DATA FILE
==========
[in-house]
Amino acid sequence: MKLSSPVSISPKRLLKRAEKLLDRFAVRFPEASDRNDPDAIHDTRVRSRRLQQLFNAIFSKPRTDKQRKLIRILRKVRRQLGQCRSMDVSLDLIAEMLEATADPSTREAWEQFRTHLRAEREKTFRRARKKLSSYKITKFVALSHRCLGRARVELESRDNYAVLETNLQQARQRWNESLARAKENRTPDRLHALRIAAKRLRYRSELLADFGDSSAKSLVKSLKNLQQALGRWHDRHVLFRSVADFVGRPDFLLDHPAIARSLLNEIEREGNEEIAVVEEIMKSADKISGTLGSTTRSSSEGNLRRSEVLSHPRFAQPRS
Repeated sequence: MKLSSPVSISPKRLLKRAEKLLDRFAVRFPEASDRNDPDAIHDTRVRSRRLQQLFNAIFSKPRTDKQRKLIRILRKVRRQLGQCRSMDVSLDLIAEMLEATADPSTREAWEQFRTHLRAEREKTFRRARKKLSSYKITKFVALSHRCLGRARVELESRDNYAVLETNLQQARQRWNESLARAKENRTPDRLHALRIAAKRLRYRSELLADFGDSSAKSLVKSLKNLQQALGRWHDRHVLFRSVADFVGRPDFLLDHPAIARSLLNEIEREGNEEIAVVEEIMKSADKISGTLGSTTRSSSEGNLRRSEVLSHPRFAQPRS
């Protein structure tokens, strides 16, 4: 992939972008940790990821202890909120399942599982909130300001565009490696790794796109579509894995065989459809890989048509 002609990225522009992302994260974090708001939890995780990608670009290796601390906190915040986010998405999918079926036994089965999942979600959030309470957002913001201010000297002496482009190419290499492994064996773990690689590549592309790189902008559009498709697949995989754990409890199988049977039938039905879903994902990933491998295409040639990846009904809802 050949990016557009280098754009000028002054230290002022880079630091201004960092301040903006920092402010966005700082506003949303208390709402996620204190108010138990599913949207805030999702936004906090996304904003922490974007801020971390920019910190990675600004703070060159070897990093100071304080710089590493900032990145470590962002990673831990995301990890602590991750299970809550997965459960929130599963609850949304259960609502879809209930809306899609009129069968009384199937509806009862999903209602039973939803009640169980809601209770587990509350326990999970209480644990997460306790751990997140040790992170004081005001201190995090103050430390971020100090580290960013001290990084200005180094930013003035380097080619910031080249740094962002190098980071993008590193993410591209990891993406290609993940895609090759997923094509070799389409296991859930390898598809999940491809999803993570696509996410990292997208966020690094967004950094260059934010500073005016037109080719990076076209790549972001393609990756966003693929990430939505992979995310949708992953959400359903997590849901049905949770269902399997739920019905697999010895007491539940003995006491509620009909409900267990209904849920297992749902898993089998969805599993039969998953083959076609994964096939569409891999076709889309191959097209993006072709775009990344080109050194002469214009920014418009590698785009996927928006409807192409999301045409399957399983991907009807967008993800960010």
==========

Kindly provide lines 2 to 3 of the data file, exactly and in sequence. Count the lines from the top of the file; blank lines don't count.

Amino acid sequence: MKLSSPVSISPKRLLKRAEKLLDRFAVRFPEASDRNDPDAIHDTRVRSRRLQQLFNAIFSKPRTDKQRKLIRILRKVRRQLGQCRSMDVSLDLIAEMLEATADPSTREAWEQFRTHLRAEREKTFRRARKKLSSYKITKFVALSHRCLGRARVELESRDNYAVLETNLQQARQRWNESLARAKENRTPDRLHALRIAAKRLRYRSELLADFGDSSAKSLVKSLKNLQQALGRWHDRHVLFRSVADFVGRPDFLLDHPAIARSLLNEIEREGNEEIAVVEEIMKSADKISGTLGSTTRSSSEGNLRRSEVLSHPRFAQPRS
Repeated sequence: MKLSSPVSISPKRLLKRAEKLLDRFAVRFPEASDRNDPDAIHDTRVRSRRLQQLFNAIFSKPRTDKQRKLIRILRKVRRQLGQCRSMDVSLDLIAEMLEATADPSTREAWEQFRTHLRAEREKTFRRARKKLSSYKITKFVALSHRCLGRARVELESRDNYAVLETNLQQARQRWNESLARAKENRTPDRLHALRIAAKRLRYRSELLADFGDSSAKSLVKSLKNLQQALGRWHDRHVLFRSVADFVGRPDFLLDHPAIARSLLNEIEREGNEEIAVVEEIMKSADKISGTLGSTTRSSSEGNLRRSEVLSHPRFAQPRS